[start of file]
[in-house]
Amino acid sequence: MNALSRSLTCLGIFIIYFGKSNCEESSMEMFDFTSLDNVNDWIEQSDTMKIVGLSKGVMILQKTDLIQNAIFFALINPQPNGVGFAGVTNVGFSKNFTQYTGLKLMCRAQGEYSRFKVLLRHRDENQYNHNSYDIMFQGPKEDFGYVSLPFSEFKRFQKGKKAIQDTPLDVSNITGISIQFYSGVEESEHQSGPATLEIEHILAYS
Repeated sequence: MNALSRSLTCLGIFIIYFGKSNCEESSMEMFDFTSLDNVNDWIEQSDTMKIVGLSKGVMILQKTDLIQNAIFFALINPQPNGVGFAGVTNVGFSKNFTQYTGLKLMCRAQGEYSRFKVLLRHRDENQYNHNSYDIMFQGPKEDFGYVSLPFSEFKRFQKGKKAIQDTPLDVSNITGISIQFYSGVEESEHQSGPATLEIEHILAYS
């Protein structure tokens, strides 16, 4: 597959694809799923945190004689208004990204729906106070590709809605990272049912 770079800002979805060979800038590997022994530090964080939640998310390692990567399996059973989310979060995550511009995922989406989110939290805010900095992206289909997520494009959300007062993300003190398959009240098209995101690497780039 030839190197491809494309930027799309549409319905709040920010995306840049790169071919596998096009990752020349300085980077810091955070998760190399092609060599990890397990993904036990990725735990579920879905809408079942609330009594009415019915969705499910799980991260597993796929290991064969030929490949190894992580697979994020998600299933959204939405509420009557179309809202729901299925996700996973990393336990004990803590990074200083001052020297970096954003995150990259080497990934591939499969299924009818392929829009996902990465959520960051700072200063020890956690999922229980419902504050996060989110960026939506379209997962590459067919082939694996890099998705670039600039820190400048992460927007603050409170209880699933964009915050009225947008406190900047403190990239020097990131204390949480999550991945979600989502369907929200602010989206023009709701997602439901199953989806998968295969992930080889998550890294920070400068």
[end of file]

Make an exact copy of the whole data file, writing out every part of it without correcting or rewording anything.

[in-house]
Amino acid sequence: MNALSRSLTCLGIFIIYFGKSNCEESSMEMFDFTSLDNVNDWIEQSDTMKIVGLSKGVMILQKTDLIQNAIFFALINPQPNGVGFAGVTNVGFSKNFTQYTGLKLMCRAQGEYSRFKVLLRHRDENQYNHNSYDIMFQGPKEDFGYVSLPFSEFKRFQKGKKAIQDTPLDVSNITGISIQFYSGVEESEHQSGPATLEIEHILAYS
Repeated sequence: MNALSRSLTCLGIFIIYFGKSNCEESSMEMFDFTSLDNVNDWIEQSDTMKIVGLSKGVMILQKTDLIQNAIFFALINPQPNGVGFAGVTNVGFSKNFTQYTGLKLMCRAQGEYSRFKVLLRHRDENQYNHNSYDIMFQGPKEDFGYVSLPFSEFKRFQKGKKAIQDTPLDVSNITGISIQFYSGVEESEHQSGPATLEIEHILAYS
């Protein structure tokens, strides 16, 4: 597959694809799923945190004689208004990204729906106070590709809605990272049912 770079800002979805060979800038590997022994530090964080939640998310390692990567399996059973989310979060995550511009995922989406989110939290805010900095992206289909997520494009959300007062993300003190398959009240098209995101690497780039 030839190197491809494309930027799309549409319905709040920010995306840049790169071919596998096009990752020349300085980077810091955070998760190399092609060599990890397990993904036990990725735990579920879905809408079942609330009594009415019915969705499910799980991260597993796929290991064969030929490949190894992580697979994020998600299933959204939405509420009557179309809202729901299925996700996973990393336990004990803590990074200083001052020297970096954003995150990259080497990934591939499969299924009818392929829009996902990465959520960051700072200063020890956690999922229980419902504050996060989110960026939506379209997962590459067919082939694996890099998705670039600039820190400048992460927007603050409170209880699933964009915050009225947008406190900047403190990239020097990131204390949480999550991945979600989502369907929200602010989206023009709701997602439901199953989806998968295969992930080889998550890294920070400068």